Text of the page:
There are many such myths, but the primary one is that any social program or any increase in government spending dampens economic growth. Liberal economists have contributed to this as well. Even MIT's Paul Samuelson, the leading Keynesian of his day, argued that there was a trade-off between social programs and economic efficiency 60 years ago.

It is simply not true. For the genuine evidence, not the propaganda, see a book by Joel Slemrod and Jon Bakija called Taxing Ourselves, which shows the true impact of higher taxes on growth. More to the point, see Peter Lindert's book, Growing Public, which argues that social programs often contribute to growth. There is certainly no evidence, doing cross-country comparisons, that they retard it.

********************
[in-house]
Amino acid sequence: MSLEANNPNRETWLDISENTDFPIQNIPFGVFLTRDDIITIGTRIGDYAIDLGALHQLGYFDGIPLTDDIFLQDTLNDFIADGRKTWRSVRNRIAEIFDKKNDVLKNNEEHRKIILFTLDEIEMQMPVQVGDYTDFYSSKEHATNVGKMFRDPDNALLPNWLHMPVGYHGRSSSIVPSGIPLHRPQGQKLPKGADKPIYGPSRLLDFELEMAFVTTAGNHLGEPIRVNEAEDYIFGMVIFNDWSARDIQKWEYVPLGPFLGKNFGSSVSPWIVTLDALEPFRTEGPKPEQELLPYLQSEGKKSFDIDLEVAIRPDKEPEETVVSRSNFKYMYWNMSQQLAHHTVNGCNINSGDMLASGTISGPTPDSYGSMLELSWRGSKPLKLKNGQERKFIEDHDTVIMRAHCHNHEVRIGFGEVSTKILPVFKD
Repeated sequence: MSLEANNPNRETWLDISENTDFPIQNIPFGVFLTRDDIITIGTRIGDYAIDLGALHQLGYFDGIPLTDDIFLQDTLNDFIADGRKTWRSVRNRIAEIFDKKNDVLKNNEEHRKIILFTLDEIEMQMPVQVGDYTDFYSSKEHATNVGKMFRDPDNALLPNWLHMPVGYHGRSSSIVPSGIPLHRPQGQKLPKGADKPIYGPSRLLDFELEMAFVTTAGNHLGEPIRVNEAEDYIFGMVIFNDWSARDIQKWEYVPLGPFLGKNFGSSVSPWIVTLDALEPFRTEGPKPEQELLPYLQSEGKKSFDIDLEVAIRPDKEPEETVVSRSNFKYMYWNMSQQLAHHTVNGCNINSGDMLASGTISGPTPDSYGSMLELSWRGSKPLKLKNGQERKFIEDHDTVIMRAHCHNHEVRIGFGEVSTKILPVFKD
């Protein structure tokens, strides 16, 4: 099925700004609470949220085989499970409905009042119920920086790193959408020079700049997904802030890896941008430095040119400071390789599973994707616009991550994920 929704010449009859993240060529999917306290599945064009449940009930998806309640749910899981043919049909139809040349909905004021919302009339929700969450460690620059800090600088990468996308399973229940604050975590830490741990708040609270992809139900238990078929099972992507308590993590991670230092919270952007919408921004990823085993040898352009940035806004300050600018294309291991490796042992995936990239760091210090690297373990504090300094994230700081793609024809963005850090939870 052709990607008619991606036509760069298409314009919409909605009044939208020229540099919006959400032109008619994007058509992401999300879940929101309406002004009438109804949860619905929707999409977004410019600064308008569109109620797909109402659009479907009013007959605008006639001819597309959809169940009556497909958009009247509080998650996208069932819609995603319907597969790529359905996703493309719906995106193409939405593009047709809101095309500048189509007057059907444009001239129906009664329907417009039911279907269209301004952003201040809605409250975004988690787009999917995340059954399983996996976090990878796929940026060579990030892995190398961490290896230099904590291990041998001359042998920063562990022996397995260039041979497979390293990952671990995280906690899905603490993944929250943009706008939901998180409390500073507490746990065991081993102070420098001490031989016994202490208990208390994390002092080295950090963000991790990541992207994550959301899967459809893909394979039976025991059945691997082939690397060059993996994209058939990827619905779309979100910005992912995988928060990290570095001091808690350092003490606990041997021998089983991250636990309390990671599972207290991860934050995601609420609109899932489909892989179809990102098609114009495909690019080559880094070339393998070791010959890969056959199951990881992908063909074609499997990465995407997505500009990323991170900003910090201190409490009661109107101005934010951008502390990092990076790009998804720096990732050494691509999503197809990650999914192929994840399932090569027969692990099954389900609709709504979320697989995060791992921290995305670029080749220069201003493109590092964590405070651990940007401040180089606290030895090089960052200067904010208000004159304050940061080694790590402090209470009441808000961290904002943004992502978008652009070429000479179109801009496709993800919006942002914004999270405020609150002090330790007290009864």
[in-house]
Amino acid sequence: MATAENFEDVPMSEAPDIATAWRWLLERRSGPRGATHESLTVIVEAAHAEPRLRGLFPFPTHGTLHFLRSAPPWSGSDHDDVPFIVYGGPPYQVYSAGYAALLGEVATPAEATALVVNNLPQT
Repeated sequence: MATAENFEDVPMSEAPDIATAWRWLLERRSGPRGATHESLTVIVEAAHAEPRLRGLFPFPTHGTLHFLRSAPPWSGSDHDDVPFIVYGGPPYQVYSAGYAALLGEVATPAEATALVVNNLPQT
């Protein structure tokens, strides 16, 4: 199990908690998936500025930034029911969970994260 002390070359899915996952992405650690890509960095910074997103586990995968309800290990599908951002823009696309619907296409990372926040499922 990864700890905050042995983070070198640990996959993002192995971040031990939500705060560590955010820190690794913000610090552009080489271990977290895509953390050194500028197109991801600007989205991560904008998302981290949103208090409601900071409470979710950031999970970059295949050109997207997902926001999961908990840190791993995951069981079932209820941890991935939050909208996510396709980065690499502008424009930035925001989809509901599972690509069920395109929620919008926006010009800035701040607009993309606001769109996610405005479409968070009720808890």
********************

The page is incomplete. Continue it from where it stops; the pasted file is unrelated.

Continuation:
Join the conversation about the Roosevelt Institute’s new initiative, Rediscovering Government, led by Senior Fellow Jeff Madrick.

Both Bakija and Lindert were at the Rediscovering Government launch conference program on March 28 in New York City, and this week we will have video of their contributions on our web site, Lane Kenworthy, among many others who participated in the conference, also made an important point about how much people of low income in the U.S. and other rich nations depend on social programs.

This is a key issue in my mind, but there are many others regarding government. How jeopardized has true democracy been by the cost of elections and the power of lobbying? Is the deficit as dangerous as it is made to sound? Why do people like Medicare so much and in turn often hate government intrusion?